Three months after the IDF chief officer in charge of education and youth programs had recommended disengaging military rabbis from swearing-in ceremonies for army recruits at the Western Wall, on Thursday evening one such ceremony was conducted–minus the IDF rabbi, Israel’s Channel 2 News reported.
The recruits at the swearing-in belonged to the infantry’s Givati Brigade.
They stood at the Kotel plaza with their shiny, purple berets, and listened to a rousing speech from the chief education officer, Brigadier General Avner Paz-Tzuk, rather than from the usual speaker on these revered occasions, an IDF rabbi.
Some of the recruits being sworn-in Thursday are serving in the Givati Chareidi battalion.
A military source confirmed the above details, but explained that the change was due to scheduling constraints.
Rabbi Shmuel Rabinovitch, who is in charge of the Western Wall, told Channel 2 News that he plans to hold a discussion with the IDF on the change in the status quo prevailing at the swearing-in ceremonies.
Bayit Yehudi’s MK Moti Yogev, a former IDF colonel and member of the Knesset Foreign Affairs and Defense Committee, attacked the army’s decision.
“These attempts to damage the authority of the IDF rabbinate to connect Israeli soldiers with Jewish values damage the IDF’s strength and esprit de corps, and [ultimately] Israel’s security,” Yogev said.
Shortly before his retirement, last April, IDF Chief of Staff Lt. Gen. Benny Gantz appointed Paz-Tzuk with an agenda that was described by Haaretz at the time: “The new chief education officer, Avner Paz-Tzuk, will have to rehabilitate a branch of the service that has taken blow after blow in the struggle with the military rabbinate.”
The struggle over the authority of the IDF rabbinate in promoting the Jewish character and tradition of the Israeli military is not limited to ceremonies. The new chief of staff, Major General Gadi Eizenkot, is expected to reduce the powers of the army’s chief rabbinate and to limit its involvement in “educational” activities that the education division claims as its own.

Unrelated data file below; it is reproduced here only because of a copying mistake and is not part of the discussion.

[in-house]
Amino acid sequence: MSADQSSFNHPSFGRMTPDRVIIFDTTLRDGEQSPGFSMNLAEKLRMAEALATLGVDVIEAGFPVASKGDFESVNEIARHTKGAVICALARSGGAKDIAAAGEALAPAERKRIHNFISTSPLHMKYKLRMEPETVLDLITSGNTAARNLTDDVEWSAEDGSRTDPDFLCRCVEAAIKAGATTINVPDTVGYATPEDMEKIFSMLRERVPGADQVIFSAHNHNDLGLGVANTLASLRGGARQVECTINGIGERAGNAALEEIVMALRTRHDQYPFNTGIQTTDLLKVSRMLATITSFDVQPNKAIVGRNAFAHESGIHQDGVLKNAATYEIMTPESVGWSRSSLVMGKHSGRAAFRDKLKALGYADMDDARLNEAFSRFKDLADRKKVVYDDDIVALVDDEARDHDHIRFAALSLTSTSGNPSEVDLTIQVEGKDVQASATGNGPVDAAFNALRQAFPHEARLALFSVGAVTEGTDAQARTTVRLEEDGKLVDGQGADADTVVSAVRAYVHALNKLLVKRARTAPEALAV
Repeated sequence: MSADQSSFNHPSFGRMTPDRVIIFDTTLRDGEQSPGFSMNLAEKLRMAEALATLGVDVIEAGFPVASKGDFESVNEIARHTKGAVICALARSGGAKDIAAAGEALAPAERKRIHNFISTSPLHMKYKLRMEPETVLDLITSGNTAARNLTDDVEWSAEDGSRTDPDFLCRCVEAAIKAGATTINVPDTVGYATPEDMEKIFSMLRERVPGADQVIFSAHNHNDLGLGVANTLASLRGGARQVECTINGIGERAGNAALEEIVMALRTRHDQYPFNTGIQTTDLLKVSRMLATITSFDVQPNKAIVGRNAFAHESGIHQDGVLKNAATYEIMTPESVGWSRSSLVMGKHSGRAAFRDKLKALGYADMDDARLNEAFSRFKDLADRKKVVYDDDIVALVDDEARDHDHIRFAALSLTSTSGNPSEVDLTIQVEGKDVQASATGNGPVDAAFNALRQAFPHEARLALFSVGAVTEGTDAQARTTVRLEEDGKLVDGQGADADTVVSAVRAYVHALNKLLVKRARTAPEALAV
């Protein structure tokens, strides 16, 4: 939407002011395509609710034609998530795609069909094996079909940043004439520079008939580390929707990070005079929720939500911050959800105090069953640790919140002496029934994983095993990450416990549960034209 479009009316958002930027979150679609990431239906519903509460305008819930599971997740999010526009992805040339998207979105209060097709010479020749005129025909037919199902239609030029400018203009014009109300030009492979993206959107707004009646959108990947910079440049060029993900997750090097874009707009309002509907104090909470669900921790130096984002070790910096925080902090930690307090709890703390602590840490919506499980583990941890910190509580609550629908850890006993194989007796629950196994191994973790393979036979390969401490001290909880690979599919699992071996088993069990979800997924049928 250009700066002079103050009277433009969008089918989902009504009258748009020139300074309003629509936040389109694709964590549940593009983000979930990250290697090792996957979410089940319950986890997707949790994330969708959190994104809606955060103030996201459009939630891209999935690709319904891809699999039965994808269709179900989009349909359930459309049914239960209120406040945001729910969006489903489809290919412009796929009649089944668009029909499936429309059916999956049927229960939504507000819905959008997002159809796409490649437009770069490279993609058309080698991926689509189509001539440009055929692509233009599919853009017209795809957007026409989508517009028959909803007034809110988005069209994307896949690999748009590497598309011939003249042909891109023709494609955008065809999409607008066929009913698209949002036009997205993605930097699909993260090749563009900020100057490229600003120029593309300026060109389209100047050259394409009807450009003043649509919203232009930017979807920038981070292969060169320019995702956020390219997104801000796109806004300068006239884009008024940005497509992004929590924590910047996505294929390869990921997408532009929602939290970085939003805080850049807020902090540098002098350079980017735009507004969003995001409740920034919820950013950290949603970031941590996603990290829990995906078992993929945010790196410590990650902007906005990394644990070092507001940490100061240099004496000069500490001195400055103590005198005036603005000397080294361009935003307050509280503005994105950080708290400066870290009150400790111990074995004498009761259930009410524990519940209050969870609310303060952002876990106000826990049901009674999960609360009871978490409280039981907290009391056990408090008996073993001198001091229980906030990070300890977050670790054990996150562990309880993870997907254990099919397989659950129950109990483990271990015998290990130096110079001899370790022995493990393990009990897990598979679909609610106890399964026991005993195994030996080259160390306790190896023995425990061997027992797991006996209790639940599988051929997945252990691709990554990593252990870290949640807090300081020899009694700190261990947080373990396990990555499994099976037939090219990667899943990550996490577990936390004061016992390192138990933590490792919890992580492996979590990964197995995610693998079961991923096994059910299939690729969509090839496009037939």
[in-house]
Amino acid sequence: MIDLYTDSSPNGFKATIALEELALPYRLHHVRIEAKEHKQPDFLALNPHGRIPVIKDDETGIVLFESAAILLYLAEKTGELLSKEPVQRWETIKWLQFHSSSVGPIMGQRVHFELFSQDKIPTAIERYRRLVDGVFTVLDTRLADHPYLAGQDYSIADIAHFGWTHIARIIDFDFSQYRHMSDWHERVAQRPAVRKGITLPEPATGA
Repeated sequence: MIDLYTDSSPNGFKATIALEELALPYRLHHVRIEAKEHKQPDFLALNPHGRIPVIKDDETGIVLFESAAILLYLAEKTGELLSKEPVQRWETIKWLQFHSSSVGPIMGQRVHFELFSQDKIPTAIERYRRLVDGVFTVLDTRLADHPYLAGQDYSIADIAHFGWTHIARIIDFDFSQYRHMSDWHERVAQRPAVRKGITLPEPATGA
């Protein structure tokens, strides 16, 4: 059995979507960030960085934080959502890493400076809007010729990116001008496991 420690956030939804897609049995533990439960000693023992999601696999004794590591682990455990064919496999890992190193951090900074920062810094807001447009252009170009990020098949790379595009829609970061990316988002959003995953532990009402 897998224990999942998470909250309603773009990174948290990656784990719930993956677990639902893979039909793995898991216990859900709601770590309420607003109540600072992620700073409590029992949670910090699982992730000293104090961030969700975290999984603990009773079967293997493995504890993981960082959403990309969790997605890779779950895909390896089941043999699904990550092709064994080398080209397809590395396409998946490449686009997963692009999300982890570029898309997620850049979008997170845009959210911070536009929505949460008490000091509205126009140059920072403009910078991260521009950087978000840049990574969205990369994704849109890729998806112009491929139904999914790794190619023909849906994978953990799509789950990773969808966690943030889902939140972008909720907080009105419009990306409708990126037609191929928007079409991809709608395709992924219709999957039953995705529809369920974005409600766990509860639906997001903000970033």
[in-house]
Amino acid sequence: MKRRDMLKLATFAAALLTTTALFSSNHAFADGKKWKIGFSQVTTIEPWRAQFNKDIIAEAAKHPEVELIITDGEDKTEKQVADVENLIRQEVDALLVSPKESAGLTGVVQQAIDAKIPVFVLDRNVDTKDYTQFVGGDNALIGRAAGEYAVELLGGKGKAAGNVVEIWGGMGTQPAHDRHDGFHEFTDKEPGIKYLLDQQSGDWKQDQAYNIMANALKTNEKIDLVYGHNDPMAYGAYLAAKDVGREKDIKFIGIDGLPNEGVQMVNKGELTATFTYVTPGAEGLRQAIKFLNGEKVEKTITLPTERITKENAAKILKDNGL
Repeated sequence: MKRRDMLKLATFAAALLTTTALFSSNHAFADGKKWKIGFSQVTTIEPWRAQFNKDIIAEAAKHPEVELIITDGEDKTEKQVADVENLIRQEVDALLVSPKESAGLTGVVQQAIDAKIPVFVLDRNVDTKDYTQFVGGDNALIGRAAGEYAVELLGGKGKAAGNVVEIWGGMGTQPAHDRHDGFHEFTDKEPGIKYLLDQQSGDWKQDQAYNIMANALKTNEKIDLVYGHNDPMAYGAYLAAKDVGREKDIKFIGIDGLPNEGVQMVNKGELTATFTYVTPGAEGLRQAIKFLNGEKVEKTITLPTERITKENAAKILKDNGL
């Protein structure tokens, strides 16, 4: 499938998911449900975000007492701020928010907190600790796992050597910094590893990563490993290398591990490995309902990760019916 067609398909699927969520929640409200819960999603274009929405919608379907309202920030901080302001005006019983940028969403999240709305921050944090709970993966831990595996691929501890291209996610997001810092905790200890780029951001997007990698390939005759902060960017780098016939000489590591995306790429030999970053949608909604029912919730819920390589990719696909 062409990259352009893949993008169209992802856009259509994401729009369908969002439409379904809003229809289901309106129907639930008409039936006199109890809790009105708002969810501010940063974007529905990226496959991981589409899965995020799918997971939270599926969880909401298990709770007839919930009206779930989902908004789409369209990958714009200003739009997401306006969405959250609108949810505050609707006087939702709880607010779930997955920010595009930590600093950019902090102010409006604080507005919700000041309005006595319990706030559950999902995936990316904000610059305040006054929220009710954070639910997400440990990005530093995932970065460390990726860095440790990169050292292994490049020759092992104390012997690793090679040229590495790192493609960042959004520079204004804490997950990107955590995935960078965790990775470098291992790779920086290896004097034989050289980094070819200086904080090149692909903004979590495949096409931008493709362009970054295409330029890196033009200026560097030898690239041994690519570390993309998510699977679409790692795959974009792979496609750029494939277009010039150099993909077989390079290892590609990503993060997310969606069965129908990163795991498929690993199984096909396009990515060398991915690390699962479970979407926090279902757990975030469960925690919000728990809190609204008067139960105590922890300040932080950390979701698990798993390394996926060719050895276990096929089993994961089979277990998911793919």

According to Haaretz, Eizenkot instructed the army’s HR unit to conduct a thorough investigation regarding the division of powers between the chief rabbinate and the education corps, two branches which have traditionally been in constant conflict.
For years, according to media reports, there has been an increased involvement of the chief rabbinate in initiatives and programming for IDF soldiers, including tours of traditional Jewish sites in Israel, often in opposition to the secular-oriented programs run by the education corps.
This has infuriated many far-left members of Knesset, who have argued that the rabbinate is interjecting Jewish values into soldier education.
Former IDF chief rabbi, General Israel Weiss, joked bitterly in an interview with an Israeli radio station: “We are in idyllic reality, the land has been quiet for forty years, there’s no Iran, no terror, no mortars, everything is just fine—now there’s only one problem remaining to be solved, the status of the military rabbinate, which we’re giving top priority.”
“I would have refused an order regarding such an issue [to replace the rabbi with an education officer for the ceremony],” Weiss said. “I’d have put my keys on the table and walked away.”
Weiss recommended that his successor at the IDF rabbinate, General and Chief Rabbi Rafi Peretz, who also served as a combat helicopter pilot, do just that—demand an explanation from the chief of staff, and, should it turn out that the military brass is, indeed, looking to make the Israeli army less Jewish—he should walk.